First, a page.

Quality Assurance

Management of Potential Conflicts of Interest

IARC is committed to ensuring and demonstrating the independence of all its research studies from the influence of vested interests. In this regard, IARC considers several questions in relation to potential conflicts of interest for all studies: do they exist, have they been declared, should they be publicly disclosed, and are they actionable?

For this study, IARC collaborates with the Scientific Research Institute of Occupational Health (SRIOH) of the Russian Academy of Medical Sciences and the Yekaterinburg Medical Research Center for Prophylaxis and Health Protection in Industrial Workers. These institutes are partially government-funded and are tasked with conducting research into occupational risk factors and diseases as well as providing clinical care to workers. Employees of SRIOH are recognized within Russia as leading experts on chrysotile and as such are called upon by the Ministry of Health to present their data and to provide technical guidance and recommendations based on their expertise. They are also required to represent the Russian government at various international meetings and forums. IARC is aware that some of the Russian study collaborators support and promote controlled use of chrysotile. IARC does not support this position.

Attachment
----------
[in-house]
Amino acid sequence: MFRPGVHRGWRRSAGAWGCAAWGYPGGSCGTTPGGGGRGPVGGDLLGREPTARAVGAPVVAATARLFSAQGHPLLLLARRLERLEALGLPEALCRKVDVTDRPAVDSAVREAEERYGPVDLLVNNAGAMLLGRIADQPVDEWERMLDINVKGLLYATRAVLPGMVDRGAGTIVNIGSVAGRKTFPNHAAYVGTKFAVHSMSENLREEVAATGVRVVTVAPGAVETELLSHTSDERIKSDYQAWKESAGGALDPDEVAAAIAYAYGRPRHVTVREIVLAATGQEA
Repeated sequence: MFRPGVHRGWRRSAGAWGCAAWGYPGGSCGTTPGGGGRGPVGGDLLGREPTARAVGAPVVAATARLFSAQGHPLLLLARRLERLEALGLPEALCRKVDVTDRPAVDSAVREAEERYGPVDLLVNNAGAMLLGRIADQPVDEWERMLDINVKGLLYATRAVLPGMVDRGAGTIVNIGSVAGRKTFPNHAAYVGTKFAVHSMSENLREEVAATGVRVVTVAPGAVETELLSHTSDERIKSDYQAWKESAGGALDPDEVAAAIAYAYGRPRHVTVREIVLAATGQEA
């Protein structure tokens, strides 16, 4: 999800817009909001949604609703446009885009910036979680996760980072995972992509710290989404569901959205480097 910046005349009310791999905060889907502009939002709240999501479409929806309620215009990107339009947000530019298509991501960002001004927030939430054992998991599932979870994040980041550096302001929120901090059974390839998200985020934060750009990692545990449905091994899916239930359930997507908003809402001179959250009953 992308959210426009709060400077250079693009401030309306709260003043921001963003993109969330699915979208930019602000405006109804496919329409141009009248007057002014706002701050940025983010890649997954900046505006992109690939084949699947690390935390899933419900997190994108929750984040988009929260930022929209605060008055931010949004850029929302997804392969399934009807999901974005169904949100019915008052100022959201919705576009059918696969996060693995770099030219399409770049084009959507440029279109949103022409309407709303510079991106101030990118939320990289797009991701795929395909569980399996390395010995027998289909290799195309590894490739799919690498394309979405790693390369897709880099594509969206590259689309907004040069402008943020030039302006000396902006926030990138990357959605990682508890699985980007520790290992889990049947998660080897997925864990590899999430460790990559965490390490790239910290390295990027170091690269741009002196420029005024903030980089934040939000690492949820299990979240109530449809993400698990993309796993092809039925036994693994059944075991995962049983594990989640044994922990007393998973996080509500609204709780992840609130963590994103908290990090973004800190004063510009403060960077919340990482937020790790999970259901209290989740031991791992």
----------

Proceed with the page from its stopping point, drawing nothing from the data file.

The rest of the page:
All individual researchers of the study team (see below) have declared any potential conflicts of interest by completing the IARC Declaration of Interests forms, which will be updated annually, and in addition conflicts of interest are made public in connection with every publication from the study, as for instance in (1).

In summary, IARC recognizes that conflicts of interest exist, has disclosed them, and considers that the potential consequences are addressed through the measures implemented in the study design and its conduct (see Study Team and Oversight) and that sound scientific results can be obtained.

IARC remains committed to providing the most reliable, independent scientific evidence on which public health decisions can be based. IARC and WHO have released a joint statement that this study will supply important scientific information to better quantify the risk of cancers already known to be related to chrysotile as well as additional cancers suspected to be related to chrysotile (see Joint WHO-IARC Statement).

Reference:

  1. Schuz J, Schonfeld SJ, Kromhout H, Straif K, Kashansky SV, Kovalevskiy EV, et al. A retrospective cohort study of cancer mortality in employees of a Russian chrysotile asbestos mine and mills: study rationale and key features. Cancer Epidemiol 2013 Aug;37(4):440-5.